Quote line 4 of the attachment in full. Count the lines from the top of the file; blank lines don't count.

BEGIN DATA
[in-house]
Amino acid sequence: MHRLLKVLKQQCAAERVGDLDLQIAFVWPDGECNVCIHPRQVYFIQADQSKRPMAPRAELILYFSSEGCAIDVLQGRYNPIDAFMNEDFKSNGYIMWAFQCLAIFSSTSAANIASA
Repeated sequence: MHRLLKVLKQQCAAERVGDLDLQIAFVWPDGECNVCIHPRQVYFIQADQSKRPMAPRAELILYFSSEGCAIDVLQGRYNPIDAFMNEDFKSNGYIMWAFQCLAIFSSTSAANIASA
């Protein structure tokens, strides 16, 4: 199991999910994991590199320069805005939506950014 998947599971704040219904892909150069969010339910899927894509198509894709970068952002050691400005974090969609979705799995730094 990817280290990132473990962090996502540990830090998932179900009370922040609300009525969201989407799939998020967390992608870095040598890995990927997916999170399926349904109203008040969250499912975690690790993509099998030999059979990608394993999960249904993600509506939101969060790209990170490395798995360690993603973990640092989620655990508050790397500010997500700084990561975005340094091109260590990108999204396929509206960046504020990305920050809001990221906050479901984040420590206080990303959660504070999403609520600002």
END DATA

């Protein structure tokens, strides 16, 4: 199991999910994991590199320069805005939506950014 998947599971704040219904892909150069969010339910899927894509198509894709970068952002050691400005974090969609979705799995730094 990817280290990132473990962090996502540990830090998932179900009370922040609300009525969201989407799939998020967390992608870095040598890995990927997916999170399926349904109203008040969250499912975690690790993509099998030999059979990608394993999960249904993600509506939101969060790209990170490395798995360690993603973990640092989620655990508050790397500010997500700084990561975005340094091109260590990108999204396929509206960046504020990305920050809001990221906050479901984040420590206080990303959660504070999403609520600002």